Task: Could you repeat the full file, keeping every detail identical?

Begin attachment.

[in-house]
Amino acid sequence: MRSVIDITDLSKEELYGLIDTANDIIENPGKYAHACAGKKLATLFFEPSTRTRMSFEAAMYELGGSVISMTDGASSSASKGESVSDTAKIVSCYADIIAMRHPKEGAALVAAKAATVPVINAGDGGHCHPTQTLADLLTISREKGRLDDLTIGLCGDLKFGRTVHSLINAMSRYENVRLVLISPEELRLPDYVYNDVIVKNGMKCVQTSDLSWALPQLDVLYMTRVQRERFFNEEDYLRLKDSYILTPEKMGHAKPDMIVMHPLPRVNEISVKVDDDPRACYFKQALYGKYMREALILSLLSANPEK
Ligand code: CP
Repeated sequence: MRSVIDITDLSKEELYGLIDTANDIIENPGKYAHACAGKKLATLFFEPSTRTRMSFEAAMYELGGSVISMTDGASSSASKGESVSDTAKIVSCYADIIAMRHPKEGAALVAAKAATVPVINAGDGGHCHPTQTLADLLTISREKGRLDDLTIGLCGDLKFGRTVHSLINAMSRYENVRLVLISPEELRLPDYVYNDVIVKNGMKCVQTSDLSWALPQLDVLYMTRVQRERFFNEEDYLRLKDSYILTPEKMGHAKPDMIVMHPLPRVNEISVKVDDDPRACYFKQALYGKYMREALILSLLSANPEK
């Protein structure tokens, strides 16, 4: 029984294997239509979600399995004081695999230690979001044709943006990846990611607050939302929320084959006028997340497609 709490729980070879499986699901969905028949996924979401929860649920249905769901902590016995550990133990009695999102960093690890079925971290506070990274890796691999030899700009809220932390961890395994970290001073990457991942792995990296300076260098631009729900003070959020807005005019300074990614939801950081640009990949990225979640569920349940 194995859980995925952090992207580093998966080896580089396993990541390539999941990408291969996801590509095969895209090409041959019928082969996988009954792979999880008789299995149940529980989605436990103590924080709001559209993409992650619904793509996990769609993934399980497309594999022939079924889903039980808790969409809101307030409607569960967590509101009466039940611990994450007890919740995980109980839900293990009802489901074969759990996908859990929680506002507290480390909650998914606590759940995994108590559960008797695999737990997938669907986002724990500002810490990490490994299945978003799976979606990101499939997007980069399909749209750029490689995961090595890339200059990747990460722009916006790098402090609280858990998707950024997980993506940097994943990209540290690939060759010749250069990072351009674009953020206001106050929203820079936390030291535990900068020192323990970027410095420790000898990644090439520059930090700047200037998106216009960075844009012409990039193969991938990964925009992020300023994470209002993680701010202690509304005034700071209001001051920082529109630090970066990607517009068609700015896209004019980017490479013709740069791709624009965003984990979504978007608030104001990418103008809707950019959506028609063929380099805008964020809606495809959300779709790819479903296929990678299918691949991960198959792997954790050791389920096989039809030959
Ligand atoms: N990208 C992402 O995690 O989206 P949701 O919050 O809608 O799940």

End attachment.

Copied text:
[in-house]
Amino acid sequence: MRSVIDITDLSKEELYGLIDTANDIIENPGKYAHACAGKKLATLFFEPSTRTRMSFEAAMYELGGSVISMTDGASSSASKGESVSDTAKIVSCYADIIAMRHPKEGAALVAAKAATVPVINAGDGGHCHPTQTLADLLTISREKGRLDDLTIGLCGDLKFGRTVHSLINAMSRYENVRLVLISPEELRLPDYVYNDVIVKNGMKCVQTSDLSWALPQLDVLYMTRVQRERFFNEEDYLRLKDSYILTPEKMGHAKPDMIVMHPLPRVNEISVKVDDDPRACYFKQALYGKYMREALILSLLSANPEK
Ligand code: CP
Repeated sequence: MRSVIDITDLSKEELYGLIDTANDIIENPGKYAHACAGKKLATLFFEPSTRTRMSFEAAMYELGGSVISMTDGASSSASKGESVSDTAKIVSCYADIIAMRHPKEGAALVAAKAATVPVINAGDGGHCHPTQTLADLLTISREKGRLDDLTIGLCGDLKFGRTVHSLINAMSRYENVRLVLISPEELRLPDYVYNDVIVKNGMKCVQTSDLSWALPQLDVLYMTRVQRERFFNEEDYLRLKDSYILTPEKMGHAKPDMIVMHPLPRVNEISVKVDDDPRACYFKQALYGKYMREALILSLLSANPEK
């Protein structure tokens, strides 16, 4: 029984294997239509979600399995004081695999230690979001044709943006990846990611607050939302929320084959006028997340497609 709490729980070879499986699901969905028949996924979401929860649920249905769901902590016995550990133990009695999102960093690890079925971290506070990274890796691999030899700009809220932390961890395994970290001073990457991942792995990296300076260098631009729900003070959020807005005019300074990614939801950081640009990949990225979640569920349940 194995859980995925952090992207580093998966080896580089396993990541390539999941990408291969996801590509095969895209090409041959019928082969996988009954792979999880008789299995149940529980989605436990103590924080709001559209993409992650619904793509996990769609993934399980497309594999022939079924889903039980808790969409809101307030409607569960967590509101009466039940611990994450007890919740995980109980839900293990009802489901074969759990996908859990929680506002507290480390909650998914606590759940995994108590559960008797695999737990997938669907986002724990500002810490990490490994299945978003799976979606990101499939997007980069399909749209750029490689995961090595890339200059990747990460722009916006790098402090609280858990998707950024997980993506940097994943990209540290690939060759010749250069990072351009674009953020206001106050929203820079936390030291535990900068020192323990970027410095420790000898990644090439520059930090700047200037998106216009960075844009012409990039193969991938990964925009992020300023994470209002993680701010202690509304005034700071209001001051920082529109630090970066990607517009068609700015896209004019980017490479013709740069791709624009965003984990979504978007608030104001990418103008809707950019959506028609063929380099805008964020809606495809959300779709790819479903296929990678299918691949991960198959792997954790050791389920096989039809030959
Ligand atoms: N990208 C992402 O995690 O989206 P949701 O919050 O809608 O799940």